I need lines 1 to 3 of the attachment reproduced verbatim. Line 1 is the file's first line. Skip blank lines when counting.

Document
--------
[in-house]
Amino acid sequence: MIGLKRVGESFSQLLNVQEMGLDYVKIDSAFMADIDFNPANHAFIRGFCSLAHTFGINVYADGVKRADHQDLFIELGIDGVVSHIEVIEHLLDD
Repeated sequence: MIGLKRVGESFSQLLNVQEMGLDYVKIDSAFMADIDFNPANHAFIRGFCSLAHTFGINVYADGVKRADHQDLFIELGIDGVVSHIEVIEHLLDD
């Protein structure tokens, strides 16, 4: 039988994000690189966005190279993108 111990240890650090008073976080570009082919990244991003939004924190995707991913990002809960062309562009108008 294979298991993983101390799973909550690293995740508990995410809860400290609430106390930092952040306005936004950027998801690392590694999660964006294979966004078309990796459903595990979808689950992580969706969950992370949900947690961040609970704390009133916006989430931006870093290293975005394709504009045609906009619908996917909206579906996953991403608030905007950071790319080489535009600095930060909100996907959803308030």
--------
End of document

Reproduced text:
[in-house]
Amino acid sequence: MIGLKRVGESFSQLLNVQEMGLDYVKIDSAFMADIDFNPANHAFIRGFCSLAHTFGINVYADGVKRADHQDLFIELGIDGVVSHIEVIEHLLDD
Repeated sequence: MIGLKRVGESFSQLLNVQEMGLDYVKIDSAFMADIDFNPANHAFIRGFCSLAHTFGINVYADGVKRADHQDLFIELGIDGVVSHIEVIEHLLDD